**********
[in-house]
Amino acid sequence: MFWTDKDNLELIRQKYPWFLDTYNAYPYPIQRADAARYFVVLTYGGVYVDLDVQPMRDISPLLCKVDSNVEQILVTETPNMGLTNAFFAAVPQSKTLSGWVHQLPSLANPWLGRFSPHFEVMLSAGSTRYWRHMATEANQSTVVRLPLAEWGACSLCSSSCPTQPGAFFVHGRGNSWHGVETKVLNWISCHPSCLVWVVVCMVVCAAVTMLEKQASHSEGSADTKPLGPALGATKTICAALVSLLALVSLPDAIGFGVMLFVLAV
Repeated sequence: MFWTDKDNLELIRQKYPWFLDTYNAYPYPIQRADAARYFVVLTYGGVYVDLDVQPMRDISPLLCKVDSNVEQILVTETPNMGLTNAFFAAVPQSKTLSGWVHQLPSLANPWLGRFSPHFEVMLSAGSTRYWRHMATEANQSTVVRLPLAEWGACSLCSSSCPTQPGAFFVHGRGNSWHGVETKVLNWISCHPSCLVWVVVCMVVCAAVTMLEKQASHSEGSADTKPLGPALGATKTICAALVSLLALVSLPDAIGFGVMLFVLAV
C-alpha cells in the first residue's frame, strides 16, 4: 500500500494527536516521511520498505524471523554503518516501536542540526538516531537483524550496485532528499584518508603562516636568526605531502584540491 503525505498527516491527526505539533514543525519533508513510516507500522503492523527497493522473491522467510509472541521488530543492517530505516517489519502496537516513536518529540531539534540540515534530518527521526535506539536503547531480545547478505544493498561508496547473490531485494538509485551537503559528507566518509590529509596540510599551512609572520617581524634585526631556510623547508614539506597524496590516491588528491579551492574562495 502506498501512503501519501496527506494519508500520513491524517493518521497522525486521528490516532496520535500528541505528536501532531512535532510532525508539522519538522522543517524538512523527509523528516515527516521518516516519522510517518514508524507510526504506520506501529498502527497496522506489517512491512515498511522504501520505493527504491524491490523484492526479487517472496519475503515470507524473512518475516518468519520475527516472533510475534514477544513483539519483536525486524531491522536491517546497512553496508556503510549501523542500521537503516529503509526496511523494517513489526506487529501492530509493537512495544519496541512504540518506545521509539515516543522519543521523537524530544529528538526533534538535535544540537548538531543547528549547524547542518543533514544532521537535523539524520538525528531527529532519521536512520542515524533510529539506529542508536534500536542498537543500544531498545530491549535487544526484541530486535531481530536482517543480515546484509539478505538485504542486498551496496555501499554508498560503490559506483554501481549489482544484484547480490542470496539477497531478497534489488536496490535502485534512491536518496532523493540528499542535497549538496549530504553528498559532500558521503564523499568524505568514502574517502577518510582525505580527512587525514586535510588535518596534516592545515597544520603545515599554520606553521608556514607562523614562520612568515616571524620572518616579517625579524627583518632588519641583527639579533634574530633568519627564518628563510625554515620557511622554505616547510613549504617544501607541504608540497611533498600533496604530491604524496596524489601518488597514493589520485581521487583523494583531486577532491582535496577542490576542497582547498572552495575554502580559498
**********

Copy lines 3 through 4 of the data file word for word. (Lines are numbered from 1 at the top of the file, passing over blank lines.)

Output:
Repeated sequence: MFWTDKDNLELIRQKYPWFLDTYNAYPYPIQRADAARYFVVLTYGGVYVDLDVQPMRDISPLLCKVDSNVEQILVTETPNMGLTNAFFAAVPQSKTLSGWVHQLPSLANPWLGRFSPHFEVMLSAGSTRYWRHMATEANQSTVVRLPLAEWGACSLCSSSCPTQPGAFFVHGRGNSWHGVETKVLNWISCHPSCLVWVVVCMVVCAAVTMLEKQASHSEGSADTKPLGPALGATKTICAALVSLLALVSLPDAIGFGVMLFVLAV
C-alpha cells in the first residue's frame, strides 16, 4: 500500500494527536516521511520498505524471523554503518516501536542540526538516531537483524550496485532528499584518508603562516636568526605531502584540491 503525505498527516491527526505539533514543525519533508513510516507500522503492523527497493522473491522467510509472541521488530543492517530505516517489519502496537516513536518529540531539534540540515534530518527521526535506539536503547531480545547478505544493498561508496547473490531485494538509485551537503559528507566518509590529509596540510599551512609572520617581524634585526631556510623547508614539506597524496590516491588528491579551492574562495 502506498501512503501519501496527506494519508500520513491524517493518521497522525486521528490516532496520535500528541505528536501532531512535532510532525508539522519538522522543517524538512523527509523528516515527516521518516516519522510517518514508524507510526504506520506501529498502527497496522506489517512491512515498511522504501520505493527504491524491490523484492526479487517472496519475503515470507524473512518475516518468519520475527516472533510475534514477544513483539519483536525486524531491522536491517546497512553496508556503510549501523542500521537503516529503509526496511523494517513489526506487529501492530509493537512495544519496541512504540518506545521509539515516543522519543521523537524530544529528538526533534538535535544540537548538531543547528549547524547542518543533514544532521537535523539524520538525528531527529532519521536512520542515524533510529539506529542508536534500536542498537543500544531498545530491549535487544526484541530486535531481530536482517543480515546484509539478505538485504542486498551496496555501499554508498560503490559506483554501481549489482544484484547480490542470496539477497531478497534489488536496490535502485534512491536518496532523493540528499542535497549538496549530504553528498559532500558521503564523499568524505568514502574517502577518510582525505580527512587525514586535510588535518596534516592545515597544520603545515599554520606553521608556514607562523614562520612568515616571524620572518616579517625579524627583518632588519641583527639579533634574530633568519627564518628563510625554515620557511622554505616547510613549504617544501607541504608540497611533498600533496604530491604524496596524489601518488597514493589520485581521487583523494583531486577532491582535496577542490576542497582547498572552495575554502580559498